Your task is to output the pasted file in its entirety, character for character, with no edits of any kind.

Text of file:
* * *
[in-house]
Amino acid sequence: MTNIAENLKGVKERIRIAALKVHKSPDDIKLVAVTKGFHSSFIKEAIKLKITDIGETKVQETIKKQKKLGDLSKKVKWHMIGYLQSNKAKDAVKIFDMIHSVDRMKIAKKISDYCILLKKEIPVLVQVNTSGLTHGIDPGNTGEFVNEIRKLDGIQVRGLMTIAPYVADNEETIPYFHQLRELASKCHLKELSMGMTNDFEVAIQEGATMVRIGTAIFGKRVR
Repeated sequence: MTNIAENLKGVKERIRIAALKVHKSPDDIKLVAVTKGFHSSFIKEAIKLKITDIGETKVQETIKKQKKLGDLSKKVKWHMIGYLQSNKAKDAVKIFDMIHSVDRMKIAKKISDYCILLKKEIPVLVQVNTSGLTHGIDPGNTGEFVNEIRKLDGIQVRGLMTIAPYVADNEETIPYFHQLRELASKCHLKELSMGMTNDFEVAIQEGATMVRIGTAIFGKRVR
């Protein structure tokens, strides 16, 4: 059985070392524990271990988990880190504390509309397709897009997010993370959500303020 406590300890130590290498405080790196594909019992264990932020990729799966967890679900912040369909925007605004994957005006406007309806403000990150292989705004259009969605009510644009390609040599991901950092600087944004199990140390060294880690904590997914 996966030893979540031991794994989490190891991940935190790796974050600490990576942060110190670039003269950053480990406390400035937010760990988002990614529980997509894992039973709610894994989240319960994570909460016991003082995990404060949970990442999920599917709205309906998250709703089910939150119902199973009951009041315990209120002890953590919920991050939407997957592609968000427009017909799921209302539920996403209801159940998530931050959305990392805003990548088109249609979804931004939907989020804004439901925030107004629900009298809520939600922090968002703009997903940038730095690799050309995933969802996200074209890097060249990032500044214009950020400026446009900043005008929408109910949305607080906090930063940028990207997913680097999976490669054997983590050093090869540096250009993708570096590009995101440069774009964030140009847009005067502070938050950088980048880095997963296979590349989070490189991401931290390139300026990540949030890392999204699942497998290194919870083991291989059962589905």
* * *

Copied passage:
[in-house]
Amino acid sequence: MTNIAENLKGVKERIRIAALKVHKSPDDIKLVAVTKGFHSSFIKEAIKLKITDIGETKVQETIKKQKKLGDLSKKVKWHMIGYLQSNKAKDAVKIFDMIHSVDRMKIAKKISDYCILLKKEIPVLVQVNTSGLTHGIDPGNTGEFVNEIRKLDGIQVRGLMTIAPYVADNEETIPYFHQLRELASKCHLKELSMGMTNDFEVAIQEGATMVRIGTAIFGKRVR
Repeated sequence: MTNIAENLKGVKERIRIAALKVHKSPDDIKLVAVTKGFHSSFIKEAIKLKITDIGETKVQETIKKQKKLGDLSKKVKWHMIGYLQSNKAKDAVKIFDMIHSVDRMKIAKKISDYCILLKKEIPVLVQVNTSGLTHGIDPGNTGEFVNEIRKLDGIQVRGLMTIAPYVADNEETIPYFHQLRELASKCHLKELSMGMTNDFEVAIQEGATMVRIGTAIFGKRVR
């Protein structure tokens, strides 16, 4: 059985070392524990271990988990880190504390509309397709897009997010993370959500303020 406590300890130590290498405080790196594909019992264990932020990729799966967890679900912040369909925007605004994957005006406007309806403000990150292989705004259009969605009510644009390609040599991901950092600087944004199990140390060294880690904590997914 996966030893979540031991794994989490190891991940935190790796974050600490990576942060110190670039003269950053480990406390400035937010760990988002990614529980997509894992039973709610894994989240319960994570909460016991003082995990404060949970990442999920599917709205309906998250709703089910939150119902199973009951009041315990209120002890953590919920991050939407997957592609968000427009017909799921209302539920996403209801159940998530931050959305990392805003990548088109249609979804931004939907989020804004439901925030107004629900009298809520939600922090968002703009997903940038730095690799050309995933969802996200074209890097060249990032500044214009950020400026446009900043005008929408109910949305607080906090930063940028990207997913680097999976490669054997983590050093090869540096250009993708570096590009995101440069774009964030140009847009005067502070938050950088980048880095997963296979590349989070490189991401931290390139300026990540949030890392999204699942497998290194919870083991291989059962589905």